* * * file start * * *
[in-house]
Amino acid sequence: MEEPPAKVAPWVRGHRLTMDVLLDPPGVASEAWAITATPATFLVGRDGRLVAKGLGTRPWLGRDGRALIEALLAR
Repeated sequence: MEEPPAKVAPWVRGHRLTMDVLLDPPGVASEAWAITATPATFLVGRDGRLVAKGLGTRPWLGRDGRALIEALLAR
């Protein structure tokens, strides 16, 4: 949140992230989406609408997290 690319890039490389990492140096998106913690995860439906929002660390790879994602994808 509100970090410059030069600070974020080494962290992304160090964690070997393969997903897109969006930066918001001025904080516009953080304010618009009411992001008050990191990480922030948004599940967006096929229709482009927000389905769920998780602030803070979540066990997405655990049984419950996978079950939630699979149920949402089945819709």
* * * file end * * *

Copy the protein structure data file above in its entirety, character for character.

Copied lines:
[in-house]
Amino acid sequence: MEEPPAKVAPWVRGHRLTMDVLLDPPGVASEAWAITATPATFLVGRDGRLVAKGLGTRPWLGRDGRALIEALLAR
Repeated sequence: MEEPPAKVAPWVRGHRLTMDVLLDPPGVASEAWAITATPATFLVGRDGRLVAKGLGTRPWLGRDGRALIEALLAR
């Protein structure tokens, strides 16, 4: 949140992230989406609408997290 690319890039490389990492140096998106913690995860439906929002660390790879994602994808 509100970090410059030069600070974020080494962290992304160090964690070997393969997903897109969006930066918001001025904080516009953080304010618009009411992001008050990191990480922030948004599940967006096929229709482009927000389905769920998780602030803070979540066990997405655990049984419950996978079950939630699979149920949402089945819709």